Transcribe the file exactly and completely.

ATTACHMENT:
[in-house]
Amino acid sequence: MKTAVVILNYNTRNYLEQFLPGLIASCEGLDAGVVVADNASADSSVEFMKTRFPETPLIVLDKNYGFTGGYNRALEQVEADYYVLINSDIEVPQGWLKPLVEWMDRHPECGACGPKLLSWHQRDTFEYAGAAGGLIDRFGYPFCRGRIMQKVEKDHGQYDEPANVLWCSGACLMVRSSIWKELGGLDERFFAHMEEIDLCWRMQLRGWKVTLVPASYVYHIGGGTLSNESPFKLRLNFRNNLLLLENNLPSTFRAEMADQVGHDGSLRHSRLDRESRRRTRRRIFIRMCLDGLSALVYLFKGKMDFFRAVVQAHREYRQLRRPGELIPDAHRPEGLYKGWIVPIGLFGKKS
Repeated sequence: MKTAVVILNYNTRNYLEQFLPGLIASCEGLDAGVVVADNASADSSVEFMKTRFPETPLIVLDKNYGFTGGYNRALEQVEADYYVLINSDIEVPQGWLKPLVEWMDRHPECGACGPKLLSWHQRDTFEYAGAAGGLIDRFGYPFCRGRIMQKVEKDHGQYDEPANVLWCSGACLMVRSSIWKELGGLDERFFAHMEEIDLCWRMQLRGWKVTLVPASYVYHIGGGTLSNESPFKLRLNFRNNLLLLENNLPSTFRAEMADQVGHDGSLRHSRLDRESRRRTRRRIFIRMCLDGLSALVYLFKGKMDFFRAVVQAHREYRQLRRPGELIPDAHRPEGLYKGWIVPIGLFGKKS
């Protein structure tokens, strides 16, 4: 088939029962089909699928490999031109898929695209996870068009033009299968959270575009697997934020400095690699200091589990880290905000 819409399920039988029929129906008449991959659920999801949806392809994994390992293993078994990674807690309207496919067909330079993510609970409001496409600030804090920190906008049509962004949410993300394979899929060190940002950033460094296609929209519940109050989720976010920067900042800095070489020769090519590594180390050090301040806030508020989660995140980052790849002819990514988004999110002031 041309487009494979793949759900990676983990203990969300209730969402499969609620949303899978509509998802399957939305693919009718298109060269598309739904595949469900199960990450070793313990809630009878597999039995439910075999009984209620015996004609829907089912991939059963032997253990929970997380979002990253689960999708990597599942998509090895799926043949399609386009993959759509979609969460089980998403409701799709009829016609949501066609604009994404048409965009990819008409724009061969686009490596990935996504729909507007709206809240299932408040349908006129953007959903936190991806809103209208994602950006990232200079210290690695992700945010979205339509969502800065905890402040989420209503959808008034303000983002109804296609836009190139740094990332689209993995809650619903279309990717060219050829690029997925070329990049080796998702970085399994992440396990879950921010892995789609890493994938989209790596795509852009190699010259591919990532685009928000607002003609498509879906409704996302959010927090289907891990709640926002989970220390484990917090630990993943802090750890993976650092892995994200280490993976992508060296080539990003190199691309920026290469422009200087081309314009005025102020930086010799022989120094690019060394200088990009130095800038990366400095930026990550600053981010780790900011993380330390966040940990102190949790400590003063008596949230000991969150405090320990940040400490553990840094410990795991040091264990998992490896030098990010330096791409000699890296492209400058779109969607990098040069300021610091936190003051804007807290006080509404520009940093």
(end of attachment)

[in-house]
Amino acid sequence: MKTAVVILNYNTRNYLEQFLPGLIASCEGLDAGVVVADNASADSSVEFMKTRFPETPLIVLDKNYGFTGGYNRALEQVEADYYVLINSDIEVPQGWLKPLVEWMDRHPECGACGPKLLSWHQRDTFEYAGAAGGLIDRFGYPFCRGRIMQKVEKDHGQYDEPANVLWCSGACLMVRSSIWKELGGLDERFFAHMEEIDLCWRMQLRGWKVTLVPASYVYHIGGGTLSNESPFKLRLNFRNNLLLLENNLPSTFRAEMADQVGHDGSLRHSRLDRESRRRTRRRIFIRMCLDGLSALVYLFKGKMDFFRAVVQAHREYRQLRRPGELIPDAHRPEGLYKGWIVPIGLFGKKS
Repeated sequence: MKTAVVILNYNTRNYLEQFLPGLIASCEGLDAGVVVADNASADSSVEFMKTRFPETPLIVLDKNYGFTGGYNRALEQVEADYYVLINSDIEVPQGWLKPLVEWMDRHPECGACGPKLLSWHQRDTFEYAGAAGGLIDRFGYPFCRGRIMQKVEKDHGQYDEPANVLWCSGACLMVRSSIWKELGGLDERFFAHMEEIDLCWRMQLRGWKVTLVPASYVYHIGGGTLSNESPFKLRLNFRNNLLLLENNLPSTFRAEMADQVGHDGSLRHSRLDRESRRRTRRRIFIRMCLDGLSALVYLFKGKMDFFRAVVQAHREYRQLRRPGELIPDAHRPEGLYKGWIVPIGLFGKKS
């Protein structure tokens, strides 16, 4: 088939029962089909699928490999031109898929695209996870068009033009299968959270575009697997934020400095690699200091589990880290905000 819409399920039988029929129906008449991959659920999801949806392809994994390992293993078994990674807690309207496919067909330079993510609970409001496409600030804090920190906008049509962004949410993300394979899929060190940002950033460094296609929209519940109050989720976010920067900042800095070489020769090519590594180390050090301040806030508020989660995140980052790849002819990514988004999110002031 041309487009494979793949759900990676983990203990969300209730969402499969609620949303899978509509998802399957939305693919009718298109060269598309739904595949469900199960990450070793313990809630009878597999039995439910075999009984209620015996004609829907089912991939059963032997253990929970997380979002990253689960999708990597599942998509090895799926043949399609386009993959759509979609969460089980998403409701799709009829016609949501066609604009994404048409965009990819008409724009061969686009490596990935996504729909507007709206809240299932408040349908006129953007959903936190991806809103209208994602950006990232200079210290690695992700945010979205339509969502800065905890402040989420209503959808008034303000983002109804296609836009190139740094990332689209993995809650619903279309990717060219050829690029997925070329990049080796998702970085399994992440396990879950921010892995789609890493994938989209790596795509852009190699010259591919990532685009928000607002003609498509879906409704996302959010927090289907891990709640926002989970220390484990917090630990993943802090750890993976650092892995994200280490993976992508060296080539990003190199691309920026290469422009200087081309314009005025102020930086010799022989120094690019060394200088990009130095800038990366400095930026990550600053981010780790900011993380330390966040940990102190949790400590003063008596949230000991969150405090320990940040400490553990840094410990795991040091264990998992490896030098990010330096791409000699890296492209400058779109969607990098040069300021610091936190003051804007807290006080509404520009940093």